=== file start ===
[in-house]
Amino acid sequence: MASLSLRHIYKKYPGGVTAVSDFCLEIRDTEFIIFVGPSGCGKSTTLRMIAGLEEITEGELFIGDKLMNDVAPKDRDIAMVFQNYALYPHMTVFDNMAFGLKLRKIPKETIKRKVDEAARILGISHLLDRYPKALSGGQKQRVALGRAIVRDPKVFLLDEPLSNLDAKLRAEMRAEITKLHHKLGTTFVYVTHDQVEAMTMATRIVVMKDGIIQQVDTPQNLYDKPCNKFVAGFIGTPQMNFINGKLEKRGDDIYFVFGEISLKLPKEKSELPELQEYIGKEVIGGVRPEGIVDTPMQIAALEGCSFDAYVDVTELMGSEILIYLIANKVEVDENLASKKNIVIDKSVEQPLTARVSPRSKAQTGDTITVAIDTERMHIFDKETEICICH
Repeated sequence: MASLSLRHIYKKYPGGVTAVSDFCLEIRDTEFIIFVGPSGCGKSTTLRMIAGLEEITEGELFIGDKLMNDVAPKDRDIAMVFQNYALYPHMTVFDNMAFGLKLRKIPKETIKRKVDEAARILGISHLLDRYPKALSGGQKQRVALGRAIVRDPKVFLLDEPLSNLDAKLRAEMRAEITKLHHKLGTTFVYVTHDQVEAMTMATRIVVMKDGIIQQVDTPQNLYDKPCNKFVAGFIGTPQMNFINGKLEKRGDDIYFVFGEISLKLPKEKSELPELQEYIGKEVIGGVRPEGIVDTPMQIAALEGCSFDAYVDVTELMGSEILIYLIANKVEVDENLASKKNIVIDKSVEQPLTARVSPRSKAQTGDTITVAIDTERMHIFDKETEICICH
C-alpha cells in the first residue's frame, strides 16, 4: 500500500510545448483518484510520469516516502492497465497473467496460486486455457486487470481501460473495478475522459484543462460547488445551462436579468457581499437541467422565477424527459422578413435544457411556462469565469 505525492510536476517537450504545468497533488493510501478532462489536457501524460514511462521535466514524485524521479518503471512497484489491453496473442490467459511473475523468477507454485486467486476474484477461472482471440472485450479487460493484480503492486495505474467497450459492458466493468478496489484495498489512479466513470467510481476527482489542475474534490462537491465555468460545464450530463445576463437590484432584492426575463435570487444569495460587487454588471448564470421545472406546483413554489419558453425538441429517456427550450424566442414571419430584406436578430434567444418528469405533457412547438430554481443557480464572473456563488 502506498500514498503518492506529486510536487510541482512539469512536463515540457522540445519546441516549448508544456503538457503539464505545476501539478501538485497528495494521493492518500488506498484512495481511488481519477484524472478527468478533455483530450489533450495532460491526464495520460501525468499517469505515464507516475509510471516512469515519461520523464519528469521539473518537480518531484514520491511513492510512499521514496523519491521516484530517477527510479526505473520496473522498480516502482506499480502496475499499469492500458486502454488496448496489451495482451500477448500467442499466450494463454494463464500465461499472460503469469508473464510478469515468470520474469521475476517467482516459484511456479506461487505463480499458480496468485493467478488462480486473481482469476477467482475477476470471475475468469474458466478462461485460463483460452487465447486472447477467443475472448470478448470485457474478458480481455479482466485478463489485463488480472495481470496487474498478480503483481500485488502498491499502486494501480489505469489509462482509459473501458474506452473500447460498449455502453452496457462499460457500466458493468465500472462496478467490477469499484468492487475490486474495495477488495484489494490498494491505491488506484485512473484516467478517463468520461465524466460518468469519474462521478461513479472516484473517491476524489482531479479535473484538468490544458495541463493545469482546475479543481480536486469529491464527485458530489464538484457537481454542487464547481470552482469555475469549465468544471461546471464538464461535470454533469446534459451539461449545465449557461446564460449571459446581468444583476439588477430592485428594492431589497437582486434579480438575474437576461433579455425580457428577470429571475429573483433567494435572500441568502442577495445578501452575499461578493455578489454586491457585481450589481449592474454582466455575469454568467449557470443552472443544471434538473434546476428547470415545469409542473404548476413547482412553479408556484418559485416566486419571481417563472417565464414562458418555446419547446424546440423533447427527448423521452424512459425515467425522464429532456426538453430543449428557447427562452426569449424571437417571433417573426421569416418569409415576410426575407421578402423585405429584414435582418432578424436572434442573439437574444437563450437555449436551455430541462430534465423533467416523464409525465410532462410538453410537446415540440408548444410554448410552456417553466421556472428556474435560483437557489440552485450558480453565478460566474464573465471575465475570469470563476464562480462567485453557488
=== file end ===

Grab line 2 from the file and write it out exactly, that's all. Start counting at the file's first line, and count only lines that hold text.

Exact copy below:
Amino acid sequence: MASLSLRHIYKKYPGGVTAVSDFCLEIRDTEFIIFVGPSGCGKSTTLRMIAGLEEITEGELFIGDKLMNDVAPKDRDIAMVFQNYALYPHMTVFDNMAFGLKLRKIPKETIKRKVDEAARILGISHLLDRYPKALSGGQKQRVALGRAIVRDPKVFLLDEPLSNLDAKLRAEMRAEITKLHHKLGTTFVYVTHDQVEAMTMATRIVVMKDGIIQQVDTPQNLYDKPCNKFVAGFIGTPQMNFINGKLEKRGDDIYFVFGEISLKLPKEKSELPELQEYIGKEVIGGVRPEGIVDTPMQIAALEGCSFDAYVDVTELMGSEILIYLIANKVEVDENLASKKNIVIDKSVEQPLTARVSPRSKAQTGDTITVAIDTERMHIFDKETEICICH